Stanford, last year’s third-most popular school for Forbes 400 listees, dropped to fifth this year, as alumni Jerry Yang, the Yahoo founder who spent a quarter century on the Forbes list, Robinhood cofounder Baiju Bhatt and famed Facebook venture capitalist Jim Breyer all fell off this year’s ranking. A different Golden State school, University of Southern California, holds the fourth spot.
Not that going to college is a prerequisite for landing among the wealthiest people in the nation. Some billionaires, like oil tycoon Harold Hamm and Ashley Furniture founder Ronald Wanek, never enrolled, and plenty of others never graduated.
At least 37 list members dropped out of college. Harvard, for example, has four dropouts on The Forbes 400, the most of any university—including, famously, Bill Gates and Mark Zuckerberg. New York University has three dropouts, including Twitter and Block cofounder Jack Dorsey.
Twenty of America’s richest hold only a high school diploma. And one never even finished high school: Todd Christopher, founder and CEO of haircare products company Vogue International.
Here are the schools with the most members of The Forbes 400 among their alumni:
#1: University of Pennsylvania: 17 graduates
Penn reclaimed its title of most alumni on the Forbes list this year, after placing second in 2021 and first in 2019. It’s the alma mater of the richest person in America: Elon Musk, who graduated in 1997 with physics and economics degrees.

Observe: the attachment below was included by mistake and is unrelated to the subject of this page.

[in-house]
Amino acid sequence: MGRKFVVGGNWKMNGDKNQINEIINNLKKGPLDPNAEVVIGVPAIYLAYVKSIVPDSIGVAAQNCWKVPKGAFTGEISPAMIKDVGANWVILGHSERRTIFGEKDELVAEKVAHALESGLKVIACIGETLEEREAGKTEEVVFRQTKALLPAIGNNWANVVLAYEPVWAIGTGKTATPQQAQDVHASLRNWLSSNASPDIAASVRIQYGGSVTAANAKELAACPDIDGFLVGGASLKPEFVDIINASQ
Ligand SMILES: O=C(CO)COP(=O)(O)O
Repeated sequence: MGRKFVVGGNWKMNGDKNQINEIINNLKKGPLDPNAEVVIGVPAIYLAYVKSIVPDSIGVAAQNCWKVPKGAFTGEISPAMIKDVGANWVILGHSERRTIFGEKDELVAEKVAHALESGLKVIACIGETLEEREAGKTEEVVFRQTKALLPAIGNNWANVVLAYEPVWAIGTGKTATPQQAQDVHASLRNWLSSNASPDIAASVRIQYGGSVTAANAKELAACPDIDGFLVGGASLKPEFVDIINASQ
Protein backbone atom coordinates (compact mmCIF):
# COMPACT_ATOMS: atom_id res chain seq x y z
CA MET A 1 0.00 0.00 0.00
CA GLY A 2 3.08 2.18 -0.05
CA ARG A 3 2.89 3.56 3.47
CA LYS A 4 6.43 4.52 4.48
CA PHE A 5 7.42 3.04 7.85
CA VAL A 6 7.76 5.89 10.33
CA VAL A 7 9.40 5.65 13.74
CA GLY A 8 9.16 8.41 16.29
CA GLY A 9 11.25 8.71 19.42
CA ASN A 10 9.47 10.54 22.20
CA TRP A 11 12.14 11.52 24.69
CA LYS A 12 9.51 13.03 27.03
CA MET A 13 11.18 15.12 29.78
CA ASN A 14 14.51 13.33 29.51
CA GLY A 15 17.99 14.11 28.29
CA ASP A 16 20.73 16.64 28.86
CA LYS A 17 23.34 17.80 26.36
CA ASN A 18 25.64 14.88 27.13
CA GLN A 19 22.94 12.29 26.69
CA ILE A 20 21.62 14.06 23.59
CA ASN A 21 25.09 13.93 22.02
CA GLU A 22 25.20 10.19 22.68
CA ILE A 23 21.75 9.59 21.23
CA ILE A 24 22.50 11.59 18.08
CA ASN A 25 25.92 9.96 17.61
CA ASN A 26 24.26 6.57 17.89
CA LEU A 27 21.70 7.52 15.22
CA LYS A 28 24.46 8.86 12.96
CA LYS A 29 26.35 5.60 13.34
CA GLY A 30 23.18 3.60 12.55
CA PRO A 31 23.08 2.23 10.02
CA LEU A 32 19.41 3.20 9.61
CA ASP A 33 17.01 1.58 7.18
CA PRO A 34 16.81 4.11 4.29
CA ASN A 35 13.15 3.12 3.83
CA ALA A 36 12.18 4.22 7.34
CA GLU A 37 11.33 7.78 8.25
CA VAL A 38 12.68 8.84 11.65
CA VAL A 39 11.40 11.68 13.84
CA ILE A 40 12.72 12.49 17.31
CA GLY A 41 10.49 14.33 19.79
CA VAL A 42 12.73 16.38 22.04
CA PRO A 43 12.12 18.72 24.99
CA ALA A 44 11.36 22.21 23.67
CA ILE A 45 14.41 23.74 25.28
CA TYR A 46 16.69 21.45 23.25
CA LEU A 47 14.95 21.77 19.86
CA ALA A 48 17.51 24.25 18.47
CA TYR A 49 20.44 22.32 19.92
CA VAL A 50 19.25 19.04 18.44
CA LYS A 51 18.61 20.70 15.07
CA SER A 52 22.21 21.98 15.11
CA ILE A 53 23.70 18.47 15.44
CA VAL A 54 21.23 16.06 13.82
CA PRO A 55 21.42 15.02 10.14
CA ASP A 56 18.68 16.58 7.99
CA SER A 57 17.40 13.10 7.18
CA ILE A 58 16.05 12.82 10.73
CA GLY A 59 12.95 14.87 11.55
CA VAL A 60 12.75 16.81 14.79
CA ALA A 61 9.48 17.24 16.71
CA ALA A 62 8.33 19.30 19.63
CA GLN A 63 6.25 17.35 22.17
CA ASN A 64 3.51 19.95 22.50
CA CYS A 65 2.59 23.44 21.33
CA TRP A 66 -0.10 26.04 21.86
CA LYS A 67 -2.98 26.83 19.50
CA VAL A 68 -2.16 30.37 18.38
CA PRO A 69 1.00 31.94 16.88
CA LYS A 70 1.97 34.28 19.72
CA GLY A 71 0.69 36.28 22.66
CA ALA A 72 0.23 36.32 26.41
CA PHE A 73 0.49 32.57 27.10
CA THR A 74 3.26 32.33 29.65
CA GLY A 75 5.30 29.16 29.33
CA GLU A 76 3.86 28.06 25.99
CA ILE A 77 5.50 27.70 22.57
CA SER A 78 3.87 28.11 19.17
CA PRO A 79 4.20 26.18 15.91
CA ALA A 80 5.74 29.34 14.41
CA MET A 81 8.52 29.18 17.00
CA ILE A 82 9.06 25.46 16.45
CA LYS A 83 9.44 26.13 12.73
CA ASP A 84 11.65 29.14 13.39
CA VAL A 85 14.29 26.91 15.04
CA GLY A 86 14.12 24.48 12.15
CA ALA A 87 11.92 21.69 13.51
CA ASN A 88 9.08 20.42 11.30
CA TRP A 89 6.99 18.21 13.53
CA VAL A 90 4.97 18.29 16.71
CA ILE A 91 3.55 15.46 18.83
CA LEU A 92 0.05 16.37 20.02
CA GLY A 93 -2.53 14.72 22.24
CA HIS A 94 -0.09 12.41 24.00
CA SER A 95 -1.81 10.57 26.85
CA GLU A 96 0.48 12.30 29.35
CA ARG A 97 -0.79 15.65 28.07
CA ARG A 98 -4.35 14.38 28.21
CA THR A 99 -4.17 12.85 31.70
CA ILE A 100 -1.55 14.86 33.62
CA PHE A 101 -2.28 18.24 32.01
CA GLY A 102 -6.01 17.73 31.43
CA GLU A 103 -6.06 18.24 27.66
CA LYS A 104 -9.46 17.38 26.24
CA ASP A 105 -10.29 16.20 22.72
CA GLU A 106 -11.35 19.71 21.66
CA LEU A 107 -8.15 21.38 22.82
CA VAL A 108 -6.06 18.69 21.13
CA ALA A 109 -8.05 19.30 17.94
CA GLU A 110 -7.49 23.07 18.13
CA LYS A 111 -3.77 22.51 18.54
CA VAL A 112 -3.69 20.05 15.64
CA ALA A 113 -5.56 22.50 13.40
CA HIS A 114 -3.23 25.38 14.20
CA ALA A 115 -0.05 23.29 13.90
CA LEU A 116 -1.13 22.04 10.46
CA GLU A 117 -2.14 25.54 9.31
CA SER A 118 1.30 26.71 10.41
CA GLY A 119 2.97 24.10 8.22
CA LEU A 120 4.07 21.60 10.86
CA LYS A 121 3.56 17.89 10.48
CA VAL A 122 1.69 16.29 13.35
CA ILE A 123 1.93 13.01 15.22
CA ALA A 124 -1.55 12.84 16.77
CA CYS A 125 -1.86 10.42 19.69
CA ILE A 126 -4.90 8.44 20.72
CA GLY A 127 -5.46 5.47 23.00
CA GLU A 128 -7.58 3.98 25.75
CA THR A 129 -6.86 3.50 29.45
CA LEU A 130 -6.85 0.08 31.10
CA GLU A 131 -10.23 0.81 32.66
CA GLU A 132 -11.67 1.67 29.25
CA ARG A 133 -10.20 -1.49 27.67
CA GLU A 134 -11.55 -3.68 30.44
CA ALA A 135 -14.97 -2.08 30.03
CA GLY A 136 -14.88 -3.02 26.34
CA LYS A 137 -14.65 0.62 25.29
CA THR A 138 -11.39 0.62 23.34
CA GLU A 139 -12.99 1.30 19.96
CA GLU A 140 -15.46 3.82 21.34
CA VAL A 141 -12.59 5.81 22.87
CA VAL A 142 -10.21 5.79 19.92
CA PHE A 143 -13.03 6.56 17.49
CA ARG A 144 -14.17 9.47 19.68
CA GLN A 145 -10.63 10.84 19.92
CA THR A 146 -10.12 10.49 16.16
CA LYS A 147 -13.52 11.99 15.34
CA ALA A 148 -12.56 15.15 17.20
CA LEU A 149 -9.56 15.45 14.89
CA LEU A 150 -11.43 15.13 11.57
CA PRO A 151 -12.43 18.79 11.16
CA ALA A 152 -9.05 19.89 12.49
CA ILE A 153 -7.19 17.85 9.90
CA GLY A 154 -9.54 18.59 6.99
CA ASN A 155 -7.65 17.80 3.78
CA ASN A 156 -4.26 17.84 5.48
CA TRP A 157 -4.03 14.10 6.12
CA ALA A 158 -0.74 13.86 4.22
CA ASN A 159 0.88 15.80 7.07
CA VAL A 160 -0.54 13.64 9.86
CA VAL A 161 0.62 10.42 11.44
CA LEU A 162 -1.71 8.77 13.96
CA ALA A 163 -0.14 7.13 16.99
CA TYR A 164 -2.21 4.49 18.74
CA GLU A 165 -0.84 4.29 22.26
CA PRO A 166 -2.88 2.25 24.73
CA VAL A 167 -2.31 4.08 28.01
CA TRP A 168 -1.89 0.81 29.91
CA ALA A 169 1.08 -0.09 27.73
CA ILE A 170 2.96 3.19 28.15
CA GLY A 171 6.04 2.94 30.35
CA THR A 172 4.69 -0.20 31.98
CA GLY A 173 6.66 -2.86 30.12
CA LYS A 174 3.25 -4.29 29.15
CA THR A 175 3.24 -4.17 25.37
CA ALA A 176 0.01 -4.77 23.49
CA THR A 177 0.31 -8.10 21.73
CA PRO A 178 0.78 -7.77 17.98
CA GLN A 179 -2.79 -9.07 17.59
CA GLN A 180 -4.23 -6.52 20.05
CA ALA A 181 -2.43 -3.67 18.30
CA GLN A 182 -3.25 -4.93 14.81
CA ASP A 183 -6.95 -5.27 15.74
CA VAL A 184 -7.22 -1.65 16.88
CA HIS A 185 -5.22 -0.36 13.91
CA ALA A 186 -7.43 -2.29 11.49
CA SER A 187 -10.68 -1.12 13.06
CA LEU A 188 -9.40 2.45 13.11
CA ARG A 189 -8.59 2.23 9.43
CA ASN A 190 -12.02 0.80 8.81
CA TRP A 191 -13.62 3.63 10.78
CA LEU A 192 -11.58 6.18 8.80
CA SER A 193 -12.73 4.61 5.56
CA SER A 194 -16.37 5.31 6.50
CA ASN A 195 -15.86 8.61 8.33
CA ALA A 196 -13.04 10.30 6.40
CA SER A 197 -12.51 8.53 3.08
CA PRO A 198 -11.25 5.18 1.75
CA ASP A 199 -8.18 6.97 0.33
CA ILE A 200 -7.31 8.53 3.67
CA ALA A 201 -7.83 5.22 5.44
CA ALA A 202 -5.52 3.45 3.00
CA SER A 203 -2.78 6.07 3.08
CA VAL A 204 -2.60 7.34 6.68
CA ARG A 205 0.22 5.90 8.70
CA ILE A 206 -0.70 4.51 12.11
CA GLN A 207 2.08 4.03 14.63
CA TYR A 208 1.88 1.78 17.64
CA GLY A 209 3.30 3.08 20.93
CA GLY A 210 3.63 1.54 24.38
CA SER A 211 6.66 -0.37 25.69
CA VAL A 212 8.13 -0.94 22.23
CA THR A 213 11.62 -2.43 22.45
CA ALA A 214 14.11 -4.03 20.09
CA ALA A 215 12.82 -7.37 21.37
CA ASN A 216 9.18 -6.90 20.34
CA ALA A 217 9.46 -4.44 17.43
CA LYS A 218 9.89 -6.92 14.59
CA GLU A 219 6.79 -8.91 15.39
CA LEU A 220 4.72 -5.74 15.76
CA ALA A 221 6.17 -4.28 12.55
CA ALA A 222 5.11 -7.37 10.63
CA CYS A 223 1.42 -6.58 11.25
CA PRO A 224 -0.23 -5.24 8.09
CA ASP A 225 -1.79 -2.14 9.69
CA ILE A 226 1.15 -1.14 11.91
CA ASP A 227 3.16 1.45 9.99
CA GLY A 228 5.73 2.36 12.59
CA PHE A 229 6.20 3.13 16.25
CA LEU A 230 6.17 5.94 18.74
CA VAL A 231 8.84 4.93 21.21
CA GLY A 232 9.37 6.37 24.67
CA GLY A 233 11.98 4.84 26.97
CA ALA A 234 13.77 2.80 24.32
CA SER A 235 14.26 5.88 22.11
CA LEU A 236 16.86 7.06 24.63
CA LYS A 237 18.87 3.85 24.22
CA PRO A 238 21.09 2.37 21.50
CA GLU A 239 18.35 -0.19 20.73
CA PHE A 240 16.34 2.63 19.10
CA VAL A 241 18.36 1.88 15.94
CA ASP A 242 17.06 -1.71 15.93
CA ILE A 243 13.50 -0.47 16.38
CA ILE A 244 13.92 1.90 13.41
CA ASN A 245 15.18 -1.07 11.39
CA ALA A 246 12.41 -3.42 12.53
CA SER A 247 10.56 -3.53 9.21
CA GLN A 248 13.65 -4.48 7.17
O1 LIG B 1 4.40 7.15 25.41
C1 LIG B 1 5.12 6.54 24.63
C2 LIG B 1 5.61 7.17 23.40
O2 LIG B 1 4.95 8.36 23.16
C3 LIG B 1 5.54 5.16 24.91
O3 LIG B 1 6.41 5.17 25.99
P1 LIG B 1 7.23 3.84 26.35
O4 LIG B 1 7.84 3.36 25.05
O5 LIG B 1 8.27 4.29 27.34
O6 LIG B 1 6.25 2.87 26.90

Other Penn alumni include investor and widow of Apple cofounder Steve Jobs, Laurene Powell Jobs–who returned to Penn in 2021 to deliver a commencement address–and its most famous alumnus, Donald Trump, who earned an undergraduate business degree in 1968 (which he’s been known to flaunt) after transferring from Fordham University. Trump returns to The Forbes 400 this year, at No. 343, after falling off the list last year.
Four members of the Lauder family, heirs to the Estée Lauder fortune, are among Penn’s alumni: brothers Ronald and Leonard, Ronald’s daughter Aerin, and Leonard’s son William. Penn’s Lauder Institute of Management and International Studies and Lauder College House bear the family’s name.
#2 (tie): Harvard University: 11 graduates
Harvard slipped from the top spot last year, but it didn’t fall far. Los Angeles Clippers owner and former Microsoft CEO Steve Ballmer is the richest Harvard grad on the list, ranked No. 8 on The Forbes 400. Nathan Blecharczyk, cofounder and chief strategy officer of Airbnb, is one of only 10 members of the 400 under 40 years old.
The founder and CEO of Citadel, Ken Griffin, ranks high on the list at No. 21. He didn’t wait until he got his degree to start investing—while at Harvard, he bought put options in the Home Shopping Network and made a few thousand when it collapsed. He also installed a satellite dish on the roof of his dorm to get real-time stock quotes.